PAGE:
When I tell people that I’m studying for a degree, they are interested in what I’ve been learning. I’ve done two years so far (another four to go) and my favourite was the first year. I absolutely loved it.
Here’s what I learned in my first year studying toward BSc (Hons) Environmental Science.
This block was about the Nile and was also the first block where majority of the reading material was online. I had just gotten used to textbooks and then we went online. I’m not going to lie, that was a bit of a adjustment, but luckily, it was only this block.
This block discussed The Nile basin. The Nile runs through many countries and one of the questions the text asked us was to explore ‘Whose water is it?’ I had never thought about who the water belonged to or if it can ever belong to anyone. I just assumed it was in nature so it belonged to everyone…nope! I found out many countries rely on this water source but it opened up the issue of who it belonged to; those at the start of the river would be able to use as much water as the needed and along the way, if each country built infrastructure that affects the water flow or pollutes the water, these actions will affect countries further downstream who rely on it just as much and, as you can imagine, this is exactly how conflicts start. In 1999, the Nile Bain Initiative was born where nine out of ten countries were members in order to ensure its resources are enjoyed by all nations but as Egypt were one of the last nations to have access to the Nile, they objected to any projects which reduced water downstream.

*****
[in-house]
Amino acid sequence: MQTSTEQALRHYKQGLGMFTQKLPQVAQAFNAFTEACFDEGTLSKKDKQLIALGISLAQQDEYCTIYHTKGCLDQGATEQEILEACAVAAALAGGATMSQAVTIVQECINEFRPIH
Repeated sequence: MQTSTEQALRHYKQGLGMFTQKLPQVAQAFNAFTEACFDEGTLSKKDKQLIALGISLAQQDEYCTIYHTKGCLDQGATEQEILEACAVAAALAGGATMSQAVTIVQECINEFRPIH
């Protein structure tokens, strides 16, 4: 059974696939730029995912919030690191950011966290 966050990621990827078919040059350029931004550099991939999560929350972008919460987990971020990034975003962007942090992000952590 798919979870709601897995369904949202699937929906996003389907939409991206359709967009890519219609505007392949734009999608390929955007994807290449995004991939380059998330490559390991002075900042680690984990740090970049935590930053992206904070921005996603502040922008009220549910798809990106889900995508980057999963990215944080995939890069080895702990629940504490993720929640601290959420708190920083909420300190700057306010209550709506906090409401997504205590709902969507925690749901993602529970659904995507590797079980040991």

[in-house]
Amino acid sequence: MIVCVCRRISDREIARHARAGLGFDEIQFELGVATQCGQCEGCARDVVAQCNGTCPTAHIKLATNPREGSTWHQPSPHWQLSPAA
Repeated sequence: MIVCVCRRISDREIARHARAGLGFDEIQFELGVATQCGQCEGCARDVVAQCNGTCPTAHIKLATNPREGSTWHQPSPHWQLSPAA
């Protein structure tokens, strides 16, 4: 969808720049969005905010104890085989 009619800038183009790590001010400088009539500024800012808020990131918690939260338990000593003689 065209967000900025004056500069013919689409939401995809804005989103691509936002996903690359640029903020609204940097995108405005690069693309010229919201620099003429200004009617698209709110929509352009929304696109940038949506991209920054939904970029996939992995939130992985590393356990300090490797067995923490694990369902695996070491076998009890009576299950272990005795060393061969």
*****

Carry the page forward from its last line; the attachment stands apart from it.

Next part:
The block also looked at water in general; how we access it, how we use it and how much of it we use. The block discussed how families who live in rural parts of Africa access water for drinking, cooking, washing. They don’t have taps in their water and have to travel, in some cases, miles to access water and it’s not always clean. This also raised the issue regarding sanitation and waterborne diseases. We have taps into our homes and are able to access clean water anytime we need. One of the activities required in this block was to record our water usage for a period of seven consecutive days. I have to say, I was mortified how much water I used; washing machine, dishwasher, watering plants, cooking. Compared to a family in Africa, it was shocking.
The final section was about dams. Building dams bring many benefits but they can also be a highly contentious issue in areas where countries that rely on waterways that passes through multiple countries i.e. The Nile.
The main TMA question was to write a report on my water usage. Earlier in the block we had to record our water usage for a period of seven days and the report was based on our findings.
I really enjoyed this section, it gave me such a great understanding of how many people rely on water and how vulnerable it can be when a nation (or two) tries to control it.